• Scientists discovered that the sea rose 52 feet 3 million years ago. It’s going to happen again.
  • Florida Senator Rick Scott on hurricanes and climate change: “We don’t know what the cause is… ”
  • … but this formerly skeptical meteorologist might be able to enlighten the senator.
  • What happened at this week’s CNN climate-crisis town hall featuring 10 Democratic presidential candidates.
  • Former secretary of defense James Mattis addresses climate-change skeptics.
  • And more…

A recently released study from the University of New Mexico asserts that sea level was as much as 16 meters (52 feet) higher 3 million years ago, during the Pliocene era, when the temperature was a few degrees hotter. The study looked at deposits in coastal caves in Mallorca, Spain.

So how does this relate to current-day global warming? Writes IFL Science:

“We can use knowledge gained from past warm periods to tune ice sheet models that are then used to predict future ice sheet response to current global warming,” said study coauthor Bogdan Onac.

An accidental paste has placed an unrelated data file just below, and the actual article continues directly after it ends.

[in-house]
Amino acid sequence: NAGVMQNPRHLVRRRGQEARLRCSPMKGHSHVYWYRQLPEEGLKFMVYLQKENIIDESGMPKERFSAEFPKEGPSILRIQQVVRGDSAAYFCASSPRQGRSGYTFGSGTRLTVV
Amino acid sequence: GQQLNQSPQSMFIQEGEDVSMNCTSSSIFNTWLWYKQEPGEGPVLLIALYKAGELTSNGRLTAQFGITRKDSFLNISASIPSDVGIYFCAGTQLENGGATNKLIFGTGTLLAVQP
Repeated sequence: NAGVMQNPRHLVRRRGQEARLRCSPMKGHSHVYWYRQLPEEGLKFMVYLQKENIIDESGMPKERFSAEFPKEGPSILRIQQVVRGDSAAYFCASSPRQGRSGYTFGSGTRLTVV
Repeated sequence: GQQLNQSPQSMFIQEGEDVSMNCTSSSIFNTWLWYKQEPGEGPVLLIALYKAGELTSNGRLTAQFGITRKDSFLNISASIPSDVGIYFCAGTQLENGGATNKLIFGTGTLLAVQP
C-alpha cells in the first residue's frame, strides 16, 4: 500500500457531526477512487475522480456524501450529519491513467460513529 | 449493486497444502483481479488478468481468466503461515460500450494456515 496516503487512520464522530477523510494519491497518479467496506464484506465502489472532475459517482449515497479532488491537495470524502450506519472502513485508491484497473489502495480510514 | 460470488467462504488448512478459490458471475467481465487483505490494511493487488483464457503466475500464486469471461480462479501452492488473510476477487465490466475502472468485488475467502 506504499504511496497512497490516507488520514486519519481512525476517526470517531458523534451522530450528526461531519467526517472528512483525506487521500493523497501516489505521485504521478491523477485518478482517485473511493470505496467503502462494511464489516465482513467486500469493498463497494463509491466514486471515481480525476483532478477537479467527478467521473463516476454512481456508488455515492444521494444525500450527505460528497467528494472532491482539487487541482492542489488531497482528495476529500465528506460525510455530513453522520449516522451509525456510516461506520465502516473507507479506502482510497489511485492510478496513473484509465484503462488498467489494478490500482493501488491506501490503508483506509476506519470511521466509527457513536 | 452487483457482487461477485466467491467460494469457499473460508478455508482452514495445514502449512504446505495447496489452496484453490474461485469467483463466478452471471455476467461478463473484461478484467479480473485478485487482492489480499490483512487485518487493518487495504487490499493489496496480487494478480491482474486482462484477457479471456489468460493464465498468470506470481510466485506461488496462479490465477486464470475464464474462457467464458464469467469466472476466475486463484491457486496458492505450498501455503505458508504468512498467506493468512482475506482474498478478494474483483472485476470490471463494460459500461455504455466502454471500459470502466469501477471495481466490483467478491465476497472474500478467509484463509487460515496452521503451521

Even if atmospheric CO2 stabilizes at current levels, the authors note that global sea levels will probably still rise to previously seen levels, if not higher. The data indicate that ice sheets are “very sensitive” to warming and provide important calibration targets for future ice sheet models.


So, understatement of the week: Hurricane Dorian was seriously rough. It knocked out power and caused severe flooding and power outages along the coasts of Florida, Georgia, and the Carolinas, but that pales in comparison to the decimation it caused in the Bahamas.